2.
Be a good listener.  Find out what’s going on by getting out and about and meeting with the teams in your business, which is more productive than spending too much time tied to your office.

3.
Set the tone and expect it from your team. Your say-to-do ratio has to be in line, so stand behind your promises.

What is a typical day in the life of Margaret Lazo like?
As the global human resources and communications leader for GE Capital Real Estate, I oversee a team of about 40 professionals globally, so I spend a lot of time engaging with my staff. Being part of the business’s senior leadership team, I also attend a number of operational meetings. I try to stay connected to our employee base by hosting round-table discussions with them to talk about business results, share ideas, and learn what they’re optimistic about and what challenges them. I also cohost events with my business CEO in the states and abroad, events involving our various affinity groups, such as the Hispanic Forum, Women’s network, and African American Forum, to name a few.

What aspects of your job take you abroad or require you to work across national boundaries?
We have employees based in the Americas, Europe, and Asia. In order to be connected to our teams dotted around the globe, I travel regularly to engage with them in-person, attend operational meetings, and check in with our leaders in those regions. As I travel, I’m constantly getting to know our teams and observe the depth of their talent, allowing me to appreciate the organizational vitality that’s in our business. I think employees are pleased to see their head of HR is spending time in the field. They know they are important and it creates a level of engagement.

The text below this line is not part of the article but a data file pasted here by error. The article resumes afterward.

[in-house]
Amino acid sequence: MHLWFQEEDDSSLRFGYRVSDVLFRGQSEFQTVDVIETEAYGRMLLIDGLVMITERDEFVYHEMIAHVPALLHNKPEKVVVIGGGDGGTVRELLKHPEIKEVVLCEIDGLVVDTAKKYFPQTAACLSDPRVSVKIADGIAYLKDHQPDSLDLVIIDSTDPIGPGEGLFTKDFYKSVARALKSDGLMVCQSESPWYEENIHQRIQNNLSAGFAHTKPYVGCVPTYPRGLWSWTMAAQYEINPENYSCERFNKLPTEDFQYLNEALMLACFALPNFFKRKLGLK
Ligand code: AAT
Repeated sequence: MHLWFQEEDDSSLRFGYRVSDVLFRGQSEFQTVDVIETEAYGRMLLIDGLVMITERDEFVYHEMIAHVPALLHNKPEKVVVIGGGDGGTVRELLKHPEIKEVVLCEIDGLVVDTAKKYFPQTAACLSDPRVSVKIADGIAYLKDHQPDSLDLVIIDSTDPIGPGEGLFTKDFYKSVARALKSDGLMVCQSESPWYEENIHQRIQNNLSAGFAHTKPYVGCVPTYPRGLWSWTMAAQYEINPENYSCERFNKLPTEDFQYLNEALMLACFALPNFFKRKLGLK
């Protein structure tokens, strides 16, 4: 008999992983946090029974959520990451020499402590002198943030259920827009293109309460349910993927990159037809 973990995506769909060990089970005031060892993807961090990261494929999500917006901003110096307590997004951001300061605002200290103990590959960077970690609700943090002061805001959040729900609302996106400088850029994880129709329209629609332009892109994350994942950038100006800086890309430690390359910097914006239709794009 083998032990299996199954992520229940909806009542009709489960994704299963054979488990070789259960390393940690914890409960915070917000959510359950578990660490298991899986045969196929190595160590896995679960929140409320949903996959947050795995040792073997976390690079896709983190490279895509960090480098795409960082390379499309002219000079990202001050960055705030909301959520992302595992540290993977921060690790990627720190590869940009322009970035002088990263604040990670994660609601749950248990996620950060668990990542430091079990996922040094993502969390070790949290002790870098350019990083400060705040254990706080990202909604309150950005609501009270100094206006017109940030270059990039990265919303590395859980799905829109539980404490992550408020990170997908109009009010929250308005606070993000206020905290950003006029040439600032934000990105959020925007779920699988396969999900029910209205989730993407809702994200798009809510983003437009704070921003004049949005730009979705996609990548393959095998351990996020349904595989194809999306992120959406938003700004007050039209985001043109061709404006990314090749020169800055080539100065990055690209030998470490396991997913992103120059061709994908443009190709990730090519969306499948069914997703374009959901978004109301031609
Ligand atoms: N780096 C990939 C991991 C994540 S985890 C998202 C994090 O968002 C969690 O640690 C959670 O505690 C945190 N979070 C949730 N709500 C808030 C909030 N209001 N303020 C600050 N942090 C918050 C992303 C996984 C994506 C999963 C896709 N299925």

What is your favorite part of your job?
Interacting with employees throughout the business is very rewarding and exciting for me. Recently, I was visiting our team in Japan. By engaging with our employees there, I gained a better understanding and appreciation of their culture—and learned a few new words, too! One of our leaders was gracious enough to give up his Saturday to be my tour guide in Tokyo. We spent the day visiting attractions, sampling local cuisine and, of course, did some shopping. What a unique opportunity to build a rapport with a colleague and have him share a slice of a Japanese citizen’s life with me.

What advice do you impart on women and Hispanics aspiring to your level of professional success?
My mantra has always been, “Get involved and get noticed.” Leverage opportunities to create visibility for your work and your results because they will speak for themselves. I often find that, as women, we tend to put our heads down and work hard, but you can’t just hope for someone to notice [you]. Delivering results is your ticket to play, but you have to be engaged with those whose attention you want to catch. Take on tough—but rewarding—assignments. When managing through a business growth spurt or restructuring, I have found that, although challenging, those experiences pay off. They’re true tests of the kind of leader you can be.

Screen shot GE Capital